William R. Hazzard, MD
In the 21st century, geriatrics will increasingly dominate U.S. health care as the median age of the population progressively increases. Academic departments of geriatrics have been created in nations that have already experienced this shift. As an alternative strategy that builds on traditional strengths of academic medicine in the United States, departments of internal medicine should lead a multidepartmental, pan-institutional response to the aging imperative. Recognition of gerontology and geriatric medicine as central to the missions of internal medicine in clinical care, education, and research must be increased. In the process, academic departments of internal medicine will develop a high level of geriatric expertise and will launch many programs that address this challenge. Successful development of geriatric programs will serve as a catalyst to strengthen the integration among and between generalists and subspecialists. This will entail developing optimal sites and systems of geriatric care—at different levels of care and over time—that can enhance the geriatric education of medical students, residents, fellows, and practicing physicians. The study of aging and geriatric health care will also become an integral part of departmental research, in its subspecialty divisions as well as its divisions of general internal medicine and geriatrics. This strategy is urgently recommended as both a challenge and an opportunity for all departments of internal medicine.
This comprehensive program of excellence in gerontology and geriatrics shows the many interrelationships among disciplines and academic units. The character of geriatrics as a “supraspecialty” can be appreciated, and the central role of internal medicine as its departmental anchor is apparent.
From Veterans Affairs Puget Sound Health Care System, Seattle, Washington.
Grant Support: By the John A. Hartford Foundation to the American Geriatrics Society (#94269-G).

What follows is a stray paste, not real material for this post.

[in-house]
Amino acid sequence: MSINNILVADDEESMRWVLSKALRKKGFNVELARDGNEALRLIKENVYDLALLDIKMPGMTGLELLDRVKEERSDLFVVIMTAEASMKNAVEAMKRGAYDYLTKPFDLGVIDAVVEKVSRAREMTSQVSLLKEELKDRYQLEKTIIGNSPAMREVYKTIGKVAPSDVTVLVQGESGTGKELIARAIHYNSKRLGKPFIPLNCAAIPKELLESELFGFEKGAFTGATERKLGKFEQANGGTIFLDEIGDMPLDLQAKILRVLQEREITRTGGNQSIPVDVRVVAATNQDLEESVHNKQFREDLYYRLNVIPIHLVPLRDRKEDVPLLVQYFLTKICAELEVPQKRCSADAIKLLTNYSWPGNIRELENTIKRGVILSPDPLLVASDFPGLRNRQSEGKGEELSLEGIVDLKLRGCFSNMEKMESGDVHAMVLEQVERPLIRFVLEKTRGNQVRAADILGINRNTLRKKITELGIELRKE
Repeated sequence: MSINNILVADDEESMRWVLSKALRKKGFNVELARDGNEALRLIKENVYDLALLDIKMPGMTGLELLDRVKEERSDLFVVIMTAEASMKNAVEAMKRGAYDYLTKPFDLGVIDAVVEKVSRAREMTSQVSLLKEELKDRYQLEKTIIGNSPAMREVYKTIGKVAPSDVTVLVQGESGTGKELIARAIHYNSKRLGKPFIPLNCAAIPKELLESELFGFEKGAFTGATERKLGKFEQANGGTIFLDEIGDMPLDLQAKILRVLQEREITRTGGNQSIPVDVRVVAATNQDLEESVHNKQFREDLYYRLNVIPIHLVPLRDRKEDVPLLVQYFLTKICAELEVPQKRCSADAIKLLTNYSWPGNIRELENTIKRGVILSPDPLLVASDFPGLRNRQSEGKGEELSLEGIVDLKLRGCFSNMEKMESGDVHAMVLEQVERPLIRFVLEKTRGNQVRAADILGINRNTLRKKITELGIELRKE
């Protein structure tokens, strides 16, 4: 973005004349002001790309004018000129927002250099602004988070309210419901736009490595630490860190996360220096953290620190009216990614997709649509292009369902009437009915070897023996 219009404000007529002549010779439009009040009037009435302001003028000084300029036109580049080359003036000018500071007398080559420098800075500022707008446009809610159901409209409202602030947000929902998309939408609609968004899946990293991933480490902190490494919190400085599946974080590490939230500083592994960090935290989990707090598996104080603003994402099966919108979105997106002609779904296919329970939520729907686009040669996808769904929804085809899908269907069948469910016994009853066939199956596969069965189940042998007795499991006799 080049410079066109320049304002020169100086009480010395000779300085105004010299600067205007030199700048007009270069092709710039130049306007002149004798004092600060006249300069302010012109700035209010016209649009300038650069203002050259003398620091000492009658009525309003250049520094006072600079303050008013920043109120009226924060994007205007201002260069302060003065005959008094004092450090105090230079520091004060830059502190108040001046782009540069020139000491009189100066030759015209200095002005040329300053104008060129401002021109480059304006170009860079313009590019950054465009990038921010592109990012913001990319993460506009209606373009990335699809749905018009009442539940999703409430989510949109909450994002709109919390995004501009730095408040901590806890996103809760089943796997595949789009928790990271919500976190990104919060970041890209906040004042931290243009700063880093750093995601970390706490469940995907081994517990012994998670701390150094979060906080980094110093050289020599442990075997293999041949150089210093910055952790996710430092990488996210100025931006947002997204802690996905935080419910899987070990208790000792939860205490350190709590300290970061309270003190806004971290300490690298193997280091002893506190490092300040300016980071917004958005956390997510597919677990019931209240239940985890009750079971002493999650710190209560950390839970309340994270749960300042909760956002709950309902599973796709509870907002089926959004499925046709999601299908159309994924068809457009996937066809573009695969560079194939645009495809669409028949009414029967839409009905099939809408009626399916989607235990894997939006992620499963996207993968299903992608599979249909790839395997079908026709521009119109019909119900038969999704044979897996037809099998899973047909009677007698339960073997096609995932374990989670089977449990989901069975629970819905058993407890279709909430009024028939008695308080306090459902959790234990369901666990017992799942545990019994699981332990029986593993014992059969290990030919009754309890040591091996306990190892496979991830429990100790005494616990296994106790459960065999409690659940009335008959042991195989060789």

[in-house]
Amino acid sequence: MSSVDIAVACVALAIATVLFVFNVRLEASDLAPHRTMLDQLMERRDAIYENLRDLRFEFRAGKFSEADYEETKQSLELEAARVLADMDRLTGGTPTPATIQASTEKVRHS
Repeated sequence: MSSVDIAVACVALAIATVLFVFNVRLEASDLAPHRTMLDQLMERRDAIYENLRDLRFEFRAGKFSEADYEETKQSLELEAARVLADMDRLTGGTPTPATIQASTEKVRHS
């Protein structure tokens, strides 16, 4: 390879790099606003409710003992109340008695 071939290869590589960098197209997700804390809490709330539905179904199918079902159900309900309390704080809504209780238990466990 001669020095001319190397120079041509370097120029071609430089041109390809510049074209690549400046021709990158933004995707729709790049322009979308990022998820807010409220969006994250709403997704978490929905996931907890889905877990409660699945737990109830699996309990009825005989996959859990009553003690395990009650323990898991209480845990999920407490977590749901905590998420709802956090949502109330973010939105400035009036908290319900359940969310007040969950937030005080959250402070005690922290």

Requests for Single Reprints: William R. Hazzard, MD, Geriatrics and Extended Care (S-182-GEC), Veterans Affairs Puget Sound Health Care System, 1660 South Columbian Way, Seattle, WA 98108; e-mail, email@example.com.
Requests To Purchase Bulk Reprints (minimum, 100 copies): the Reprints Coordinator; phone, 215-351-2657; e-mail, firstname.lastname@example.org.
The In the Clinic® slide sets are owned and copyrighted by the American College of Physicians (ACP). All text, graphics, trademarks, and other intellectual property incorporated into the slide sets remain the sole and exclusive property of the ACP. The slide sets may be used only by the person who downloads or purchases them and only for the purpose of presenting them during not-for-profit educational activities. Users may incorporate the entire slide set or selected individual slides into their own teaching presentations but may not alter the content of the slides in any way or remove the ACP copyright notice. Users may make print copies for use as hand-outs for the audience the user is personally addressing but may not otherwise reproduce or distribute the slides by any means or media, including but not limited to sending them as e-mail attachments, posting them on Internet or Intranet sites, publishing them in meeting proceedings, or making them available for sale or distribution in any unauthorized form, without the express written permission of the ACP. Unauthorized use of the In the Clinic slide sets will constitute copyright infringement.
Hazzard WR. The Department of Internal Medicine: Hub of the Academic Health Center Response to the Aging Imperative. Ann Intern Med. 2000;133:293–296. doi: https://doi.org/10.7326/0003-4819-133-4-200008150-00014
Download citation file:
Published: Ann Intern Med. 2000;133(4):293-296.
Copyright © 2019 American College of Physicians. All Rights Reserved.
Print ISSN: 0003-4819 | Online ISSN: 1539-3704
Conditions of Use